A very full investigation of the riot was instituted by the coroner’s jury, who found that the persons killed came to their death from gun-shot wounds fired by the military, by the order of the civil authorities, and that, in the opinion of the jury, the circumstances existing at the time justified the authorities in giving the order to fire upon the mob. An investigation was also instituted, before the Hon. John W. Edmonds, presiding justice of the Supreme Court, as a committing magistrate, to inquire into the cause of the riot, by whom it was instigated, aided or abetted, and, upon the information thus elicited, additional arrests were made. As the recorder, the Hon. Frederick A. Tallmadge, had participated as a magistrate in quelling the riot, his place as presiding judge of the Court of Sessions was filled by the Hon. Charles P. Daly.
The trial took place at the September Term, 1849, before Judge Daly and Aldermen Wood and Kelly. Jonas P. Phillips, Assistant District Attorney, John McKeon, District Attorney, and James R. Whiting, former District Attorney, appeared for the prosecution. Counsel appeared for the prisoners, respectively, as follows: James M. Smith for Judson; E. Blankman for Bennett; John D. Sherwood for Matthew; E. Boudinot for Hosack; George I. Cornell for Adriance; Richard Busteed for Douglass; John M. B. Scoles for Norris; J. M. Mason for McLaughlin; Augustus Schell for Green; and H. Morrison for O’Neill.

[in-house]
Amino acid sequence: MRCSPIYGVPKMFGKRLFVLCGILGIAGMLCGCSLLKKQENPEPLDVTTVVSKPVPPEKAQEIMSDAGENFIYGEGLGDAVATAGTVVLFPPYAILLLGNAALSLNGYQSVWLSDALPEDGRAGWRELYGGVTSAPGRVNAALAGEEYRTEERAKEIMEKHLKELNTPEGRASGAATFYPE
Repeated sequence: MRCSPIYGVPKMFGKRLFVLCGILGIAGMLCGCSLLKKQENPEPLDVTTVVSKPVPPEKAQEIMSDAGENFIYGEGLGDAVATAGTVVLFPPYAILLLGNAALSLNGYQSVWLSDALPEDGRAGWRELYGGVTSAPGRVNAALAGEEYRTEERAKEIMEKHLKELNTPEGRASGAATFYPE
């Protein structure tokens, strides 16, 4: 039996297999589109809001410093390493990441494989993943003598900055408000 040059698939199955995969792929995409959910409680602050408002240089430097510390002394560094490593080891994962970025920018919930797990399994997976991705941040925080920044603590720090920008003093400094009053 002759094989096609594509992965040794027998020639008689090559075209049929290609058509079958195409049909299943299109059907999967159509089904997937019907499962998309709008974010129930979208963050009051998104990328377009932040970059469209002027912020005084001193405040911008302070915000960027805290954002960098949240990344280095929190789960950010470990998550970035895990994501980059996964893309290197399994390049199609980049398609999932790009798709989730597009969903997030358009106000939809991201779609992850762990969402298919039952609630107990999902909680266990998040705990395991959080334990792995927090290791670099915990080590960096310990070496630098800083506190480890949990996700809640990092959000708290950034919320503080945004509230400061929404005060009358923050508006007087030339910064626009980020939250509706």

At the conclusion of the trial, the jury retired, and after an absence of about three hours, returned a verdict of guilty against all of the defendants.
Charles P. Daly. Reports of Cases Argued and Determined in the Court of Common Pleas for the City and County of New York, Volume 11
Sarah Bean Apmann. The Astor Place Riot, 8/25/ 2016
Northeast Public Radio. Remembering New York City’s Opera Riots, May 13, 2006 The Astor Place Riot